A palpable buzz is in the air of Huntington’s renowned book shop. On a May night, this Long Island, New York, venue is packed with females and the demographic is vast: teenage girls, young women, and senior citizens all seated in place. We’re here to meet Emily Giffin, the incredibly sweet, down-to-earth Atlanta resident and New York Times best-selling author of six novels, including Something Borrowed and Something Blue. She’s here promoting her seventh, The One & Only.
Vanity Fair calls Giffin a “modern-day Jane Austen,” and The Atlanta Journal-Constitution writes that “Giffin is the creator of characters so real and so enthrallingly flawed that people sometimes forget that they’re fictional.”
During the bookstore Q&A, Giffin speaks about the storyline, characters, and themes embedded in her latest book. As she puts it, her protagonist, Shea Rigsby, is asking: Am I meeting my destiny? Is this the life I’m meant to be living?
The novel’s opening pages introduce us to Shea and her best friend, Lucy, who recently lost her mother. Lucy asks Shea to help keep her widowed father company. “But don’t you think he’d rather be alone?” Shea asks. “Well, you’re different,” Lucy says. “He actually likes talking to you.”
Lucy’s father, Clive Carr, is the head coach of Walker University’s football team. (In the small college town of Walker, Texas, where people are devoted to football and the thrill of the game, Coach Carr is a local celebrity.) This season means even more since his wife, Connie, passed away; he hopes for a championship win in her honor.
Meanwhile, Shea is sifting through her early thirties and concludes that her life is a bit too comfortable, a bit too stagnant. She yearns to change directions. She forgoes her job at the university’s athletic department to jumpstart her career in sports journalism. She breaks up with her boyfriend (where there is an inherent lack of connection), and she begins to date a famous quarterback. However, while Shea embarks on her new path, she realizes that she’s romantically interested in someone else — an intrigue that’s rather taboo and unexpected.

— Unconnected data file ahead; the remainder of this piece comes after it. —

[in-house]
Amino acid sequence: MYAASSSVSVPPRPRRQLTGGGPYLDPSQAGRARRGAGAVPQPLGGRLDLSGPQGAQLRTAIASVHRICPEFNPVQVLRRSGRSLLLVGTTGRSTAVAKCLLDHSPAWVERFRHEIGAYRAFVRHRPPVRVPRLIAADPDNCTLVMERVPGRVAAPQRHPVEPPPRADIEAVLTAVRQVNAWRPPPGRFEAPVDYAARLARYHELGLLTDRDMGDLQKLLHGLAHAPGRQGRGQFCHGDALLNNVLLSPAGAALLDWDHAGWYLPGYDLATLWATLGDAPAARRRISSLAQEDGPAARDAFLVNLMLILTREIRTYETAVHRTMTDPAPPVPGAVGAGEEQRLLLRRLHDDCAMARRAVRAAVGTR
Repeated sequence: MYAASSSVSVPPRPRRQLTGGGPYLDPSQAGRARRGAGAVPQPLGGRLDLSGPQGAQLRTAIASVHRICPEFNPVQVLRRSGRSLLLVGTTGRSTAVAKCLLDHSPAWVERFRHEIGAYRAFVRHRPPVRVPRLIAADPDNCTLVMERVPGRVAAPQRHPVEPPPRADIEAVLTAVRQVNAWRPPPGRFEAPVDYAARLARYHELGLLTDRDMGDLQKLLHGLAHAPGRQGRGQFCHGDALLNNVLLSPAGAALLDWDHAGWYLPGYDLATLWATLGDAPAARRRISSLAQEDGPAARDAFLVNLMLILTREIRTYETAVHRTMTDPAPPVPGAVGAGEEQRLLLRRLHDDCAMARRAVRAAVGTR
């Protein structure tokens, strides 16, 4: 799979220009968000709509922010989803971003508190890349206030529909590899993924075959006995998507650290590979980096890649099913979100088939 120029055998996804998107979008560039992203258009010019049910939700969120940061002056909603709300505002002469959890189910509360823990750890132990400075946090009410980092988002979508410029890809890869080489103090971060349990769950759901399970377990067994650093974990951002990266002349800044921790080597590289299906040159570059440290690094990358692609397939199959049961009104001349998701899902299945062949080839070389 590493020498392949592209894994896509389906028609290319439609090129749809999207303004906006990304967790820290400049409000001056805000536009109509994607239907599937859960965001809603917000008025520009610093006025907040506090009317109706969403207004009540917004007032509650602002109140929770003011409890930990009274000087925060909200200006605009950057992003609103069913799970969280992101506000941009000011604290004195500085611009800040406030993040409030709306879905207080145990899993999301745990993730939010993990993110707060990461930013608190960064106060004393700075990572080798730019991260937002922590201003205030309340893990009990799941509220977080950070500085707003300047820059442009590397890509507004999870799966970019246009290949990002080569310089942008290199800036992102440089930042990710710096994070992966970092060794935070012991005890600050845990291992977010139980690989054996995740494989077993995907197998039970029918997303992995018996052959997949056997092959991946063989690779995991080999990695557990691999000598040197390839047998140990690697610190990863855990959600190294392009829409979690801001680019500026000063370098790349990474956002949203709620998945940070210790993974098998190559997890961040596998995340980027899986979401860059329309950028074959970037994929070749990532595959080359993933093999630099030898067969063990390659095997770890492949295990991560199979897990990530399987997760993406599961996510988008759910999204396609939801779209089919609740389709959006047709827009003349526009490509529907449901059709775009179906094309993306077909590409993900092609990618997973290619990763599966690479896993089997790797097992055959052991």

“I think if we’re honest, the way most of us think about romantic love is pretty narrowly defined, and there’s a tendency for us to dismiss or at least feel uncomfortable with, anything outside those definitions,” Giffin says in an interview with Refinery 29. “With this story, I really wanted to portray a relationship that, while difficult for someone to understand and accept initially, is beautiful and idyllic in its own right.”
I am a fan of Giffin, and I tend to gravitate toward stories that encompass aspects of transition. The One & Only does an incredible job of showcasing a character in the midst of self-discovery. Despite that many of her previous choices look good on paper, Shea longs to embrace what is considered far from typical, both romantically and in her career.
As a twenty-something myself, this mentality strongly resonates. Sometimes, even at a young age, we find we need to leave our old, expected ways behind. Sometimes, we fall for an unconventional partner. And as Giffin deftly conveys through Shea, unconventional love is still love.
The One & Only
Ballantine Books, May 2014
Hardcover, 432 pages
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Suval, L. (2014). Book Review: The One & Only. Psych Central. Retrieved on October 25, 2014, from http://psychcentral.com/lib/book-review-the-one-only/00019811
Last reviewed: By John M. Grohol, Psy.D. on 21 Jul 2014
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